Heat exchanger pipe welding

Jody;

I am an experienced welder but recently ran onto a couple of new things to me.

A heat exchanger pipe from a local dive boat. I cleaned off the corrosion and found the extent of the crack which extended from the square mounting flange about an inch and a half longitudinally along the pipe. I tried initially to TIG this crack using si-bro filler rod and dcen. But I got immediate burn through as the pipe was very thin from electrolysis, a lot of hissing and fumes. I backed off. Contacted a friend of mine who ran a radiator shop for 15 years and we cut a piece of copper plate and soldered it into place to cover the crack.

This pipe appeared to be brass or some alloy of copper.I was concerned about the excessive hissing, etc. Any ideas if this material is weldable and how? Perhaps a/c instead of dcen? I could not afford to play with this as it was an only piece and it was an emergency repair. No second chances here.

I have also run into some conflicting information on welding bronze. Seems as though some folks us dcen and others prefer a/c. What I have is a bronze strut. The part of a vessel that holds the propeller shaft in a straight line after it exits the hull of the vessel. The strut has a horizontal crack in it and will continue to crack if not repaired.

Grinding out the crack to bevel it out is generally the first step here as with many crack repairs. But I have never welded on bronze.
I bought si-bro rod from the local weld supply store for this job.
Maybe you could enlighten this old dog a little about this repair and the proper weld procedure.
Thanks. Doug

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Doug,

You sound like you have been around the block a few times.

The hissing sounds like you might need to make sure you have a vent somewhere so pressure doesnt build on you and hiss and mess up your weld.

Corrosion is a problem. if the thing is full of stress corrosion cracks, it aint gonna work and you probably did the best thing in soldering a doubler.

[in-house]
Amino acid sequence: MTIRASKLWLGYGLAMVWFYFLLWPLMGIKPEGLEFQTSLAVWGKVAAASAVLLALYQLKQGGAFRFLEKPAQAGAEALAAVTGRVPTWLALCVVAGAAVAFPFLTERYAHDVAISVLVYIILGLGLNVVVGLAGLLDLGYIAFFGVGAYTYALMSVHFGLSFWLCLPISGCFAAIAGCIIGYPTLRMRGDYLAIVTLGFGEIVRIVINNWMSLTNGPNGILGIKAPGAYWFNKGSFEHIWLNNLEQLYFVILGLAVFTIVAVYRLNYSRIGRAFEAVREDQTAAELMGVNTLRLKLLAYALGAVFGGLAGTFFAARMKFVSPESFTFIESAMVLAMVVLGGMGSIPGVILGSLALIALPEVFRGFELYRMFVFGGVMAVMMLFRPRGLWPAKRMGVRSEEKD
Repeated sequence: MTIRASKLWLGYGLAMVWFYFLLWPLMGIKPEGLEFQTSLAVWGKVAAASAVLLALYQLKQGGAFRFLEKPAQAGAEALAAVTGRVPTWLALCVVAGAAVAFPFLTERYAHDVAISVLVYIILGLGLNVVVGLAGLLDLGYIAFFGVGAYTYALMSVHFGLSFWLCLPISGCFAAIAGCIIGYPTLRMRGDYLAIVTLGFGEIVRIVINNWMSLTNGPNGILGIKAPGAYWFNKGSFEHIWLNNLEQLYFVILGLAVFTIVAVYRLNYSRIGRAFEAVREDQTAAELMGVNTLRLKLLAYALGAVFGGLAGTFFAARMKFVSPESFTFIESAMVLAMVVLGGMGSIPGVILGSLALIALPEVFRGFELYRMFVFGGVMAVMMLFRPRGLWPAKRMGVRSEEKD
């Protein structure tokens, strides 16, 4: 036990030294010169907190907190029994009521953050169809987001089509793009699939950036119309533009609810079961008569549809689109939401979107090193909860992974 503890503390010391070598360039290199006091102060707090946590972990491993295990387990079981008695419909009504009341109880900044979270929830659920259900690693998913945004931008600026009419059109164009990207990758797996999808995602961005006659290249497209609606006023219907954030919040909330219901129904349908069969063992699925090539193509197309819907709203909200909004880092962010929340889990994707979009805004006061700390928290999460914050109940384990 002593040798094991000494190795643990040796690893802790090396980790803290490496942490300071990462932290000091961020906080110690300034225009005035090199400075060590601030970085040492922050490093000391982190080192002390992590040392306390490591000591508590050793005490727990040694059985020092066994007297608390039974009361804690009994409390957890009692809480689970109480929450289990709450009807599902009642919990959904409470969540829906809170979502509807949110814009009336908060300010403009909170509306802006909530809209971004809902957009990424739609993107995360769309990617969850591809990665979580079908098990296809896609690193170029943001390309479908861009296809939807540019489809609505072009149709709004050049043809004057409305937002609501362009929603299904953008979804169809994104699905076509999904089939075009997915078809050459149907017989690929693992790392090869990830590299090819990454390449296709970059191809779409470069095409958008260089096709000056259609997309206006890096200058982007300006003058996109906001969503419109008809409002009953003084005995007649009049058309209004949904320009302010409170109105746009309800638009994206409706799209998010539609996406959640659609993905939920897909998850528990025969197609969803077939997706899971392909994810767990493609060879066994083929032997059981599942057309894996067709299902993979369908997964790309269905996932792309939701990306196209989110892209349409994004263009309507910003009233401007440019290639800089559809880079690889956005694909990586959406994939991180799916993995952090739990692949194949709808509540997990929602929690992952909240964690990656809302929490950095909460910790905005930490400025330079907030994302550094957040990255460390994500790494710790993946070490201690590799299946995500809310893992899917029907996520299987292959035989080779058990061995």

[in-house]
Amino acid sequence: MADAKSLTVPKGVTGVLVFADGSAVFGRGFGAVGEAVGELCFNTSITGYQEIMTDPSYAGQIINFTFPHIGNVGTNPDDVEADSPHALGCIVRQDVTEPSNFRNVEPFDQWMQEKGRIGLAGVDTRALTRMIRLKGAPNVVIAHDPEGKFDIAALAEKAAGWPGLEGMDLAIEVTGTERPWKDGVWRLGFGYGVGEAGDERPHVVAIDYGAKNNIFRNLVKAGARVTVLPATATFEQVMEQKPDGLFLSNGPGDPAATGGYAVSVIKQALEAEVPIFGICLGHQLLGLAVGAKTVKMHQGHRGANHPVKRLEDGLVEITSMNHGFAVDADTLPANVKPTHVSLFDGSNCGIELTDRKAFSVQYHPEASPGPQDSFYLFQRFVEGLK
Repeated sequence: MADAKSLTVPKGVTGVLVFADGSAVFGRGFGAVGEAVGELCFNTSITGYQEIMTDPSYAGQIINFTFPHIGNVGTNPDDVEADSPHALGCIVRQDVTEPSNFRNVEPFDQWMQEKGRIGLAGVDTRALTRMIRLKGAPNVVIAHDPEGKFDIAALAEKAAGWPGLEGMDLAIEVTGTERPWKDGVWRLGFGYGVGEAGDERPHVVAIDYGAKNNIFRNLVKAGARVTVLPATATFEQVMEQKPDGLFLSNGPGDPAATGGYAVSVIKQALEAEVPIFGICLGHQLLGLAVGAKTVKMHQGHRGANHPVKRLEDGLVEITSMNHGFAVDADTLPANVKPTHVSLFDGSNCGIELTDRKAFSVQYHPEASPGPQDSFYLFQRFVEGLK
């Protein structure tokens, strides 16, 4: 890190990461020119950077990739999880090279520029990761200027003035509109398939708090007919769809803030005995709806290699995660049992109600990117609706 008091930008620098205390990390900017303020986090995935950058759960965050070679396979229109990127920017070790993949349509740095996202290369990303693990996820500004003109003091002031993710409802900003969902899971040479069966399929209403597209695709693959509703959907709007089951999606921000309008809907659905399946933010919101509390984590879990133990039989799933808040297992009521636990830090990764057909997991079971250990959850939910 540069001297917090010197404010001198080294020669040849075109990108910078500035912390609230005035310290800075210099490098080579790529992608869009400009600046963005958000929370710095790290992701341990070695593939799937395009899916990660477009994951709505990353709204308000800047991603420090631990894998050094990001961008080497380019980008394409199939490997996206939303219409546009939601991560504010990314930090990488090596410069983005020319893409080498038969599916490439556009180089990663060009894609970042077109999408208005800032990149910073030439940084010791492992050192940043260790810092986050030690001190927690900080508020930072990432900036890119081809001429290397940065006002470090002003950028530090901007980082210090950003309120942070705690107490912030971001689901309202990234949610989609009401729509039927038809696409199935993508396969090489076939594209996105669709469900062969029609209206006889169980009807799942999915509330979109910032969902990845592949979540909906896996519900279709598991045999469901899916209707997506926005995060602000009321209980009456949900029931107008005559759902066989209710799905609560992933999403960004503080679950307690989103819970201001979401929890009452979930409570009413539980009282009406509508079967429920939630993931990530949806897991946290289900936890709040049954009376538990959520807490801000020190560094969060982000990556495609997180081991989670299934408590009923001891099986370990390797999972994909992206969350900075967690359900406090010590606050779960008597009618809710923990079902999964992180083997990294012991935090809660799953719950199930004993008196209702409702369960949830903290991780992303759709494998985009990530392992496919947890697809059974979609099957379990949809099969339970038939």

The strut may be nibral bronze...a popular marine alloy.
AC or DC works. you are right that it seems conflicting, but AC flows cleaner and wets easier, dc pinpoints a little better but welds a little dull and if there is any aluminum in the bronze DC will not work as well.

Helium mixed with the argon helps too.

There is a web site that offers pretty good information on welding propellers and stuff.

here is the page with propeller and skeg welding

http://rundquist.com/how_welding_props.htm


good luck

Jody

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Sep 21, 2009
Cast aluminum filler rod.
by: DL Kipp

The Rundquist site proposes that the 4145 alloy makes a better metallugical consistent weld. Is this alloy also a better match for repairing the housing and skegs of most cast alluminum outboards. And for that matter, most cast aluminum anything?

Sep 21, 2009
Hissing on heat exchanger pipe.
by: DL Kipp

Jody:

We had removed the pipe from the system and tried welding it on the bench. It was dry when this action occured. No way to really get to to the inside to clean it though. So I suppose it could have been from the contamination inside the pipe. Th solder and patch held and the dive operation made both trips. Saved them several thousand in lost revenue. One small score for the good guys. Kinda makes you feel like Robin "Hood".

Sep 21, 2009
re. Heat exchanger pipe welding
by: Dave Naisuler

Great link to the prop welders, Jody!

Pipe- definitely sound like you did the best thing to me, to, nothing worse than lighting up thin, dirty, cracked metal, right? The hissing would be from no vent/ water condensation in the crap in the pipe, fumes would be from zinc in the base alloy, bronze rod flows like butter no matter what for me, but nothing will cure the zinc fumes. If copper and must be welded try CuP rods w/ the tig, great stuff, won't make paper thin contaminated metal weld magically, though.

If the strut is silicon bronze, imho grind it tight (pencil wheel to root w/ tight V grind), hit it hot and fast w/ dcen for penetration, top up generously and especially at weld endings to prevent hot-short cracking especially if the metal is firmly backed up/ under significant torsion. All I do is art foundry welding, not like I'm certified, but I need full pen welds that don't crack (1/4" average for single pass) w/ single side access (can't weld from the inside) just so I don't have to worry about grinding through crappy welds when chasing metal, plus patina is like a dye check for cracks.....

Recently I accidentally hoisted well over 1000 lbs of bronze, positioning stand, rolling platform, an assistant and me on 4 heavy spot welds on an edge w/ proper prep (37.5 deg walls, 3/32 land, 3/32 gap); I was trying to straighten the part w/ the hoist by hinging it on the welds, but those little tacks denied me, I was stunned when i realized we were dangling! Not much of a spec, but there ya go...


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